Heat Exchanger DesignsThree common designs of graphite exchangers are used in the process industries: shell-and-tube, cross-drilled block and plate-and-frame exchangers.
Shell-and-tube exchangers are constructed with all wetted process surfaces made of impervious graphite. Channel covers, tubesheets and tubes are graphite. The tubes are cemented to the tubesheets using graphite and phenolic-resin-based material. The tubes can be fiber reinforced using a high-strength carbon-filament winding around the tube. This improves durability, especially in difficult applications and rough operation.
Baffles commonly are constructed of graphite but other material choices are possible. The exchanger shell may be constructed of almost any material, including carbon steel, stainless steel, fiberglass-reinforced plastic (FRP) or lined steel systems. A floating-end design similar to TEMA’s AEP designation is used to compensate for the difference in thermal expansion of graphite and the shell material. Shell-and-tube exchangers may be configured in single or multipass configurations. Applications include heaters, coolers, condensers, evaporators or absorbers, as they often have heat transfer areas up to 20,000 ft2 in a single unit. Standard design pressure typically is 100 psig although special designs may handle up to 225 psig.
Cross-drilled block exchangers have three configuration options: cylindrical block, cubic block and monolithic block.
The most common design uses stacked cylindrical blocks that are drilled with vertical holes for the process side and horizontal holes for service fluids. Heat is transferred through the ligament between the drilled holes. Manufactured in several standard diameters and drilling configurations, the blocks are stacked upon each other to obtain the proper surface area for the application. Soft PTFE gaskets are used between the blocks to seal the process side.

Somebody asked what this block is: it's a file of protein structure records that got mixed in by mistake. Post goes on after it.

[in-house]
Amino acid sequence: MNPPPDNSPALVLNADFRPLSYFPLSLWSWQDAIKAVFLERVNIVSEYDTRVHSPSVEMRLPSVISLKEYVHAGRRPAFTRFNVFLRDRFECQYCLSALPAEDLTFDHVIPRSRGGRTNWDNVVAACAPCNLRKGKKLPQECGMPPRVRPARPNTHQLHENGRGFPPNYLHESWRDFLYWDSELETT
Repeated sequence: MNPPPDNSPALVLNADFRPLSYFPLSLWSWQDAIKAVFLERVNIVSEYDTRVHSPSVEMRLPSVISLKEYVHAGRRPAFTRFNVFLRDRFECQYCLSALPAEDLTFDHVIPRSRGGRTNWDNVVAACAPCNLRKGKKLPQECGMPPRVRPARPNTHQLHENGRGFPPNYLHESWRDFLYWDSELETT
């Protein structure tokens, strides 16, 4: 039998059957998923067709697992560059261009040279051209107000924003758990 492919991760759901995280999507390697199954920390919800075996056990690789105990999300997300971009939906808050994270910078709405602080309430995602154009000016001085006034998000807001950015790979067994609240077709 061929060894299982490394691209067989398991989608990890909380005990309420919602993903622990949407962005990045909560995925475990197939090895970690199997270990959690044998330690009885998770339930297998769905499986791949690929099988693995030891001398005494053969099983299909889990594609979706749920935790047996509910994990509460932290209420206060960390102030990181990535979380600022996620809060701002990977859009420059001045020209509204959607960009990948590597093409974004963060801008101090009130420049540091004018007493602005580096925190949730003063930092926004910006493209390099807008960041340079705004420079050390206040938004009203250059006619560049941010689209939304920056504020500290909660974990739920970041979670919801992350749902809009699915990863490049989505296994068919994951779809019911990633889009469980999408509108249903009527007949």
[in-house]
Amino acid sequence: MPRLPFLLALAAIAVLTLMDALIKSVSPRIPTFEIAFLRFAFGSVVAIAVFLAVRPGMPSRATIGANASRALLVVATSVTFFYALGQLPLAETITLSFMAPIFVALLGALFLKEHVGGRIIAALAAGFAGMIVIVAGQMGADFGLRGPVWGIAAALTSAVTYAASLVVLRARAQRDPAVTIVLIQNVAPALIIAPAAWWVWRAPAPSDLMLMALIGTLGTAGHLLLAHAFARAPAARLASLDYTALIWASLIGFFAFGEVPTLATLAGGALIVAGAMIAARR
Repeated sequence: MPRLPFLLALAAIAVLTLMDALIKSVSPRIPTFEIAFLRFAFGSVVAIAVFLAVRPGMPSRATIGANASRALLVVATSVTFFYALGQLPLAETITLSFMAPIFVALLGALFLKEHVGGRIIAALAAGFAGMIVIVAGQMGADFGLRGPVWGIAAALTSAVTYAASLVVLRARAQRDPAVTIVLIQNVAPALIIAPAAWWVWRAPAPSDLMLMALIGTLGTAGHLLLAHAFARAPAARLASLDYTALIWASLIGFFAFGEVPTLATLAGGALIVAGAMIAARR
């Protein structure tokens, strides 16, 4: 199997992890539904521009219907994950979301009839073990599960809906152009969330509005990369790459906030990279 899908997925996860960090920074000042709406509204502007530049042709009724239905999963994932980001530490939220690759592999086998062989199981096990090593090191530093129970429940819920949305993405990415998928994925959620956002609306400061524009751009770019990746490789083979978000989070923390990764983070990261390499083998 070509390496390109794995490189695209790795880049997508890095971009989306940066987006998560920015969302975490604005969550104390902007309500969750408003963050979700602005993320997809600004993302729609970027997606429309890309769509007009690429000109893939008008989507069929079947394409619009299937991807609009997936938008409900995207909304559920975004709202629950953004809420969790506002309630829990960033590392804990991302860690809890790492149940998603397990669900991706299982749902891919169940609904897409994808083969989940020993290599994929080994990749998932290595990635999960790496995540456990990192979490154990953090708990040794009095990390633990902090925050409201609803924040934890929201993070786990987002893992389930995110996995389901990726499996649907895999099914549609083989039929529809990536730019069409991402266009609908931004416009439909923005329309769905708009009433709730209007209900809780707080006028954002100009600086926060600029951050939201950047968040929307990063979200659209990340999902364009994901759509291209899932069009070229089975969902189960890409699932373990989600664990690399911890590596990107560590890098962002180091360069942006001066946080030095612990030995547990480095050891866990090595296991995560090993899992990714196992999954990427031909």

Similar to shell-and-tube exchangers, many shell construction materials can be used; a floating-end arrangement is used; and the exchanger may be installed in numerous process applications. The baffle assembly is in the annulus between the graphite blocks and the inner diameter of the shell. Surface areas of up to 8,500 ft2 are available per unit. Also like shell-and-tube designs, design pressure typically is 100 psig although special designs may handle up to 225 psig.
Cubic block exchangers are constructed in a similar method to cylindrical block exchangers. The primary difference is that lateral plates are used to collect the service-side fluid. The service fluid then flows from block to block through a series of interconnecting piping elbows. Standard designs have surface areas up to 2,500 ft2 and normal design pressure of 100 psig.